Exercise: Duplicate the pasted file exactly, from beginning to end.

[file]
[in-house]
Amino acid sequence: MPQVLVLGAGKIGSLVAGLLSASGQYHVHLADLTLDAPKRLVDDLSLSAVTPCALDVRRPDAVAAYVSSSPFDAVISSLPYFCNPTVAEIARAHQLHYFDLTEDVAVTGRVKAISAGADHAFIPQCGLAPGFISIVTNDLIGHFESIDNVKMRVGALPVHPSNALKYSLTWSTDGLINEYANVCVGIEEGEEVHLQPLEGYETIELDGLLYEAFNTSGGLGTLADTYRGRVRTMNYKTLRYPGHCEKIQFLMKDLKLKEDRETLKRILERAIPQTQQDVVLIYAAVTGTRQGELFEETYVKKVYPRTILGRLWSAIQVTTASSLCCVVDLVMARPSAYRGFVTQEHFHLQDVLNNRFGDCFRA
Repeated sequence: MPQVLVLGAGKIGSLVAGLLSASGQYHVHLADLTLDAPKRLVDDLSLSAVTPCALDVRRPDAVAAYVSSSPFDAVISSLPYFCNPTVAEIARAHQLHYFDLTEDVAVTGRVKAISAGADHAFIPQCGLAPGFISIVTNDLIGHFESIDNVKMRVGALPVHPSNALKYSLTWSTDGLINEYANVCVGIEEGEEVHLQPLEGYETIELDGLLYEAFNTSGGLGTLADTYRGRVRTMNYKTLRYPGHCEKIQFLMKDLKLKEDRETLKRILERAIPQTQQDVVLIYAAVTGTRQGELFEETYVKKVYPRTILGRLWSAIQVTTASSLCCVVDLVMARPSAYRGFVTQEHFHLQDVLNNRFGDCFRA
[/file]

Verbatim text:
[in-house]
Amino acid sequence: MPQVLVLGAGKIGSLVAGLLSASGQYHVHLADLTLDAPKRLVDDLSLSAVTPCALDVRRPDAVAAYVSSSPFDAVISSLPYFCNPTVAEIARAHQLHYFDLTEDVAVTGRVKAISAGADHAFIPQCGLAPGFISIVTNDLIGHFESIDNVKMRVGALPVHPSNALKYSLTWSTDGLINEYANVCVGIEEGEEVHLQPLEGYETIELDGLLYEAFNTSGGLGTLADTYRGRVRTMNYKTLRYPGHCEKIQFLMKDLKLKEDRETLKRILERAIPQTQQDVVLIYAAVTGTRQGELFEETYVKKVYPRTILGRLWSAIQVTTASSLCCVVDLVMARPSAYRGFVTQEHFHLQDVLNNRFGDCFRA
Repeated sequence: MPQVLVLGAGKIGSLVAGLLSASGQYHVHLADLTLDAPKRLVDDLSLSAVTPCALDVRRPDAVAAYVSSSPFDAVISSLPYFCNPTVAEIARAHQLHYFDLTEDVAVTGRVKAISAGADHAFIPQCGLAPGFISIVTNDLIGHFESIDNVKMRVGALPVHPSNALKYSLTWSTDGLINEYANVCVGIEEGEEVHLQPLEGYETIELDGLLYEAFNTSGGLGTLADTYRGRVRTMNYKTLRYPGHCEKIQFLMKDLKLKEDRETLKRILERAIPQTQQDVVLIYAAVTGTRQGELFEETYVKKVYPRTILGRLWSAIQVTTASSLCCVVDLVMARPSAYRGFVTQEHFHLQDVLNNRFGDCFRA